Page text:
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This is Volume 2 in our series of solo piano works by Chopin, played by the French-Canadian pianist Louis Lortie. Recording exclusively for Chandos, Lortie is recognised as one of the finest interpreters of Chopin today. He first recorded Chopins Études for Chandos more than twenty years ago; the disc was named as one of the 50 great performances by superlative pianists by BBC Music. Volume 1 of his current Chopin series also has received excellent reviews: the magazine Pianist wrote: He is a pianist of our time when it comes to speed, energy and an unfussy approach to Chopin. His way of playing is like a sharply cut steel sculpture, super elegant and with not one single smudge. And in the words of International Piano: These are full-blooded and eloquent performances, an auspicious start to what looks likely to become one of the finest of Chopin surveys. The ballade was associated with French poetry up until the mid-nineteenth century, when Chopin was among the first to transform the genre into a purely musical form for solo piano. His four ballades, recorded here, are among his most extraordinary and powerful works, full of dramatic contrasts, with moments of lyrical tenderness followed by passages of rambunctious energy. The Irish composer John Field invented the piano nocturne as a lyrical and dreamy short piece, a charming and languorous creation that was later transformed and extended by Chopin into something with a much wider emotional range, and a general sense of wistfulness. This Chopin style of nocturne soon came to replace the Fieldian style as the preferred model of the genre. The simplicity and directness of expression found in the nocturnes have made them the most popular of all Chopins works. Composed towards the end of his life, the Barcarolle (originally a Venetian gondoliers song) for solo piano is a melancholy, but sweepingly romantic work that conjures up strong images of Venetian boats, water, and oars. Also on this disc is the Berceuse (inspired by the traditional mood of the lullaby), based around a single four-bar theme which Chopin ornaments in increasingly elaborate ways as the piece develops.
I confess that (Berceuse) is one of the very few pieces of Chopin toward which I have felt something of akin to a lifelong aversion. How could adult, dog or cat be lulled into a sense of repose with all that incessant busyness going on? Lortie has converted me. He plays this piece with such ineffable tenderness, so lovingly and simply, that I can no longer resist recognizing it as one of the most beautiful lullabies imaginable. It still doesn't make me want to take a nap, but whenever I hear the Chopin Berceuse in the future, I will listen with fresh ears. Thank you Louis Lortie! --IRR, Mar'12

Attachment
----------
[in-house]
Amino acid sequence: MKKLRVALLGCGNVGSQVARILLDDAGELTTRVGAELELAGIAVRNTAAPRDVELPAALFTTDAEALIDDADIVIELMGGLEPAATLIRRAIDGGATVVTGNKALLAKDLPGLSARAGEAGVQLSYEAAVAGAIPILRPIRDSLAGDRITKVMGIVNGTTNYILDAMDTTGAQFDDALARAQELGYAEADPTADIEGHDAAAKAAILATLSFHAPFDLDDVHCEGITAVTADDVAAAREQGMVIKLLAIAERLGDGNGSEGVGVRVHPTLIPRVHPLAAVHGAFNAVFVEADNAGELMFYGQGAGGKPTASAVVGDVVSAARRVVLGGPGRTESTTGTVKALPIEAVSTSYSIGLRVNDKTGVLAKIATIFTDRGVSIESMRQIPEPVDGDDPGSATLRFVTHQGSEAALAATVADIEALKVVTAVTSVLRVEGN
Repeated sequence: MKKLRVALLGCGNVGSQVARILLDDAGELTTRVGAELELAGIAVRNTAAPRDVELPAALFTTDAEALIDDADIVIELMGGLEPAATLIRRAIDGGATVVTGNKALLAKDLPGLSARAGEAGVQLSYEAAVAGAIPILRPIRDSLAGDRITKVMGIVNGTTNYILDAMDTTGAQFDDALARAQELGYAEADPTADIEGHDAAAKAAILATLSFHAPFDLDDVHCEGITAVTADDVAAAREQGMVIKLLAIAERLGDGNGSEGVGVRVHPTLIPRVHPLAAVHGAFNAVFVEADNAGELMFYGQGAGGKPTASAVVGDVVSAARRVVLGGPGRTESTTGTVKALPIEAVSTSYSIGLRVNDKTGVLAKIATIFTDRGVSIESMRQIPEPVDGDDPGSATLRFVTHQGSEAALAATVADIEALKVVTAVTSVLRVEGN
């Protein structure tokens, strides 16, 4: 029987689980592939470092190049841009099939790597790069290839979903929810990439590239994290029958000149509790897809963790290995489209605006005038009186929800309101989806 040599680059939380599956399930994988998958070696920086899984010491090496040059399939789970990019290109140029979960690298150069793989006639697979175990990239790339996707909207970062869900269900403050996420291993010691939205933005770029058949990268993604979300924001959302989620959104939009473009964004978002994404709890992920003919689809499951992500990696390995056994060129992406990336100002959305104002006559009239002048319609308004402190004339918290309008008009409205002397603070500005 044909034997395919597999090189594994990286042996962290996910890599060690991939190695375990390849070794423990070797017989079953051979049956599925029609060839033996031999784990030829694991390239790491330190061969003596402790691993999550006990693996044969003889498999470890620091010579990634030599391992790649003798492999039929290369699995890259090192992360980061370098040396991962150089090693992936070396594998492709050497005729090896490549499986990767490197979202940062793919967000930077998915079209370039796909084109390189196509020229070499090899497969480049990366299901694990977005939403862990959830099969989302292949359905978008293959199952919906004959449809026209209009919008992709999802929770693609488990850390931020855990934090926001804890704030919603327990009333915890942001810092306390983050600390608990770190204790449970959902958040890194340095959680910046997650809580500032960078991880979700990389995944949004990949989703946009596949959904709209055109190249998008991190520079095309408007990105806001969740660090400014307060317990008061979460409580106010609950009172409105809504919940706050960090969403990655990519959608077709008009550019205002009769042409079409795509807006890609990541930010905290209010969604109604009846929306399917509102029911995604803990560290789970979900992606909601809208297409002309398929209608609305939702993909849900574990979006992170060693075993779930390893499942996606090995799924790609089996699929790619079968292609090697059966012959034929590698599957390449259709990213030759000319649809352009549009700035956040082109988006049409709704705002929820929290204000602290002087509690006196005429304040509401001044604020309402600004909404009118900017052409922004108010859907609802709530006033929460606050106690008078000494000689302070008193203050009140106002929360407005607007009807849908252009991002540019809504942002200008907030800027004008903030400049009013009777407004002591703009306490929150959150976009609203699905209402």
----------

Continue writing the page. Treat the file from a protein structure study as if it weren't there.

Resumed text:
The core of Louis Lortie's recital in this second volume of his survey of Chopin's piano music is the four Ballades, interspersed with some of the Nocturnes and with the Berceuse Op 57 and the Barcarolle Op 60 as substantial extras. His first volume (CHAN 10588) was released in 2010, the bicentenary year when the market was awash with Chopin's music. Even so, Lortie's disc stood out for its thoughtful pianism and its well-considered programming, sensibly avoiding a routine, completist approach by placing the four Scherzos in the recital-like context of Nocturnes and the B flat minor Sonata. The same is true of this new disc, and, now that record companies obsession with Chopin has abated somewhat, there is even more of a chance to focus on and appreciate Lortie's tasteful style and his way of allowing the music to unfurl with unforced poetry and natural contours. He plays such familiar Nocturnes as the F major Op 15 No 1, the E flat Op 9 No 2 and the melancholy F minor Op 55 No 1, but they come across as fresh, spontaneous inventions, Lortie's limpid touch combining with his discreet palette of colours to echo in interpretation the perfection of form and expression that Chopin enshrined in the pieces. The restful lilt and gentle flights of fantasy in the Berceuse are softly articulated, the Barcarolle undulating tenderly and spinning its soothing melody towards its joyous apex. Lortie maintains astute perspective in this music, never exaggerating or imposing artificial effects but letting the innate beauty tell its own tale. Similarly, the Ballades assert their narrative quality and, in Lortie's hands, find an ideal equilibrium between quiet contemplation and dramatic flourish. **** CLASSICAL CD OF THE WEEK --Telegraph,24/03/12
...throughout his recital you will hear playing of the most patrician poise, fluidity and tonal finesse. A celebrated English pianist was once described as 'a virtuoso of dreaming'. The same could be said of Louis Lortie. --Gramophone,May'12
…a highly satisfying recital Performance **** Recording **** --BBC Music Magazine, Jul'12